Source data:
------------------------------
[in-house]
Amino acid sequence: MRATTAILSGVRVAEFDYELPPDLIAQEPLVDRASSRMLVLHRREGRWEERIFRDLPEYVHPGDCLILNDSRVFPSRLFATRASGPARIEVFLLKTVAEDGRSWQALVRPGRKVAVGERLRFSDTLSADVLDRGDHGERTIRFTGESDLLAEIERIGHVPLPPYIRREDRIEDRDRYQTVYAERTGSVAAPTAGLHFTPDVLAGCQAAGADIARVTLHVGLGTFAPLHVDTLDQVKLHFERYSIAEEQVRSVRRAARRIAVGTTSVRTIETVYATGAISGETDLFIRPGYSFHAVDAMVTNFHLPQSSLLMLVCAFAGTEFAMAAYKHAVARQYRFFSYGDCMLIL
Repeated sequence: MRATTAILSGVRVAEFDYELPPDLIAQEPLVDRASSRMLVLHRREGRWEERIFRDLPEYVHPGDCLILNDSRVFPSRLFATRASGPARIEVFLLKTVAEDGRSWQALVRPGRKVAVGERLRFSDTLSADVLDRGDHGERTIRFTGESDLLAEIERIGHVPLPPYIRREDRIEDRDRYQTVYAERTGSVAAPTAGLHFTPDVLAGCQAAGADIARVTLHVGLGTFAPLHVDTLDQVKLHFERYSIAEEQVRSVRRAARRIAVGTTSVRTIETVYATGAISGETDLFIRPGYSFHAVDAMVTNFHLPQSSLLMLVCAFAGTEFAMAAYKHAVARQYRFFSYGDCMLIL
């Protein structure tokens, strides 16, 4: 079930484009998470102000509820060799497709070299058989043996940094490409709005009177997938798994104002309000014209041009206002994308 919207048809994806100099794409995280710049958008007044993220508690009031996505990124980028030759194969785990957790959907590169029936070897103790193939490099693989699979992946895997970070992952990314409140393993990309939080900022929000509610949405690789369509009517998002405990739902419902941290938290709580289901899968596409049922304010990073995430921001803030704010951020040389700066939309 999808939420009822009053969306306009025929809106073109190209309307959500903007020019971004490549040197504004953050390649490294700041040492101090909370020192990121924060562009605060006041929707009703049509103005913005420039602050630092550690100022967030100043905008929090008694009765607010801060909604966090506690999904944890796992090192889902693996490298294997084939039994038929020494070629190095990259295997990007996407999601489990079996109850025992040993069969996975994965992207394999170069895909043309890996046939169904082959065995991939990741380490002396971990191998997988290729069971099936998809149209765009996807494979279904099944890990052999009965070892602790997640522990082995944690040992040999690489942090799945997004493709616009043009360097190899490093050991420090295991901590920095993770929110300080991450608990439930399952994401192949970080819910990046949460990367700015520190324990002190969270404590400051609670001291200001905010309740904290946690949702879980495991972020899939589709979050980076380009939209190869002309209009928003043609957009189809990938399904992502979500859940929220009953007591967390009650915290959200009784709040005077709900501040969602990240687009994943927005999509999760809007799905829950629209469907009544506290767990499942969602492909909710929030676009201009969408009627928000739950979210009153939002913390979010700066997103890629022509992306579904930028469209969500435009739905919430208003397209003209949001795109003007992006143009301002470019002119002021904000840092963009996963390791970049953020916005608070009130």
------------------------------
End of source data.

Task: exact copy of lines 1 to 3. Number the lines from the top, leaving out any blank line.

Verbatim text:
[in-house]
Amino acid sequence: MRATTAILSGVRVAEFDYELPPDLIAQEPLVDRASSRMLVLHRREGRWEERIFRDLPEYVHPGDCLILNDSRVFPSRLFATRASGPARIEVFLLKTVAEDGRSWQALVRPGRKVAVGERLRFSDTLSADVLDRGDHGERTIRFTGESDLLAEIERIGHVPLPPYIRREDRIEDRDRYQTVYAERTGSVAAPTAGLHFTPDVLAGCQAAGADIARVTLHVGLGTFAPLHVDTLDQVKLHFERYSIAEEQVRSVRRAARRIAVGTTSVRTIETVYATGAISGETDLFIRPGYSFHAVDAMVTNFHLPQSSLLMLVCAFAGTEFAMAAYKHAVARQYRFFSYGDCMLIL
Repeated sequence: MRATTAILSGVRVAEFDYELPPDLIAQEPLVDRASSRMLVLHRREGRWEERIFRDLPEYVHPGDCLILNDSRVFPSRLFATRASGPARIEVFLLKTVAEDGRSWQALVRPGRKVAVGERLRFSDTLSADVLDRGDHGERTIRFTGESDLLAEIERIGHVPLPPYIRREDRIEDRDRYQTVYAERTGSVAAPTAGLHFTPDVLAGCQAAGADIARVTLHVGLGTFAPLHVDTLDQVKLHFERYSIAEEQVRSVRRAARRIAVGTTSVRTIETVYATGAISGETDLFIRPGYSFHAVDAMVTNFHLPQSSLLMLVCAFAGTEFAMAAYKHAVARQYRFFSYGDCMLIL